Review shows few problems following nursing home fire
For a disaster, it was about as good as one can get.
"We had 71 residents in the nursing home (when it) caught on fire," said Keith Yoder, Kansas City Metro regional coordinator for Kansas Homeland Security. "It was potentially one of the most disastrous things that could possibly happen.
"Those 71 patients were evacuated successfully, the fire was put out successfully and the building was saved and those 71 patients were relocated successfully without injuries, death or illness in a very difficult situation. It was 96 degrees outside that day."
Yoder wasn't just singing praises for Leavenworth County's emergency workers. He had just participated in Thursday's official review of the July 1 fire at Tonganoxie Nursing Center.
From the start, things clicked.
Fire Chief Dave Bennett said firefighters arrived 4 1/2 minutes after the laundry room fire was reported.
And by then, Bennett said, the nursing home staff was carrying out its evacuation plan, efficiently and effectively, moving residents outside. The fire started during shift change, so more than the usual number of nursing home employees were on hand.
"By the time we got there the evacuation was almost complete," Bennett said.
Firefighters quickly put out the fire and began removing smoke from the building. Other firefighters, and numerous other emergency workers, turned their focus to helping the home's residents, who temporarily waited in the shade of trees outside the building.
It would be a hectic 14 hours -- the residents were bused to the air-conditioned Tonganoxie Junior High School, where they stayed until moved to other facilities. It was two weeks until they returned to the nursing center.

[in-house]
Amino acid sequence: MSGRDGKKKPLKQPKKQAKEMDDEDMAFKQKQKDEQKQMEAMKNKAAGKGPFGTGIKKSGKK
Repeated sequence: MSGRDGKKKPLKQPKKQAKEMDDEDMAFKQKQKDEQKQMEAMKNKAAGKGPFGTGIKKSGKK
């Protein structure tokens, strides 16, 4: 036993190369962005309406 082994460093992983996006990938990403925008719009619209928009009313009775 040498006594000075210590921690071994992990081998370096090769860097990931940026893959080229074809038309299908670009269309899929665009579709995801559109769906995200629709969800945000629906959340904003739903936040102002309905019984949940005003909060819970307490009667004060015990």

Chuck Magaha, county emergency management director, was practiced in what to do. Last October, when rising water flooded Easton, 51 nursing home residents had to be evacuated. That time, as this time, residents were taken to the county-owned Broadway Heights in Leavenworth.
"It helped with this ... because I knew what to expect and the other responders knew what to expect," Magaha said.
There may have been glitches, Magaha and Yoder said, but they were relatively minor.
"We had so many people that communication was an issue, and we hope to get that somehow rectified," Magaha said.
He noted that 170 emergency workers actively helped with the situation.
And, Magaha said, there was terrific cooperation among them.
"Leavenworth County is fortunate because we all do get along," Magaha said. "Even though we had some issues here, that doesn't mean that those issues were major issues -- no turf battles, anything like that -- as far as I'm concerned there's no such thing as turf battles in Leavenworth County. We have a fantastic team and it makes my job a lot easier."
Leavenworth County Commissioner Dean Oroke praised the nursing home staff.
"They functioned real well and for them to have their patients in the wheelchairs and out of the building in 4 1/2 minutes is almost unbelievable."
Oroke said it was fortunate Broadway Heights, which the county had closed the day before, was fully equipped.
"You could go in and take the sheets out of the closets and put them on the beds," he said.
Yoder stressed the urgency of the situation when the fire broke out.
"I don't think everyone understands what it takes to move 71 people," he said. "You can take someone out of their room, put them in a parking lot and within an hour you can have a real problem. ... And that didn't happen here because of the teamwork and the way the county worked together."
And, Yoder noted, other counties assisted as well.
In short, he agreed, this was almost a textbook case of how to handle a nursing home fire.
"It was about as close as you could get," Yoder said. "And there were a few lessons learned here."
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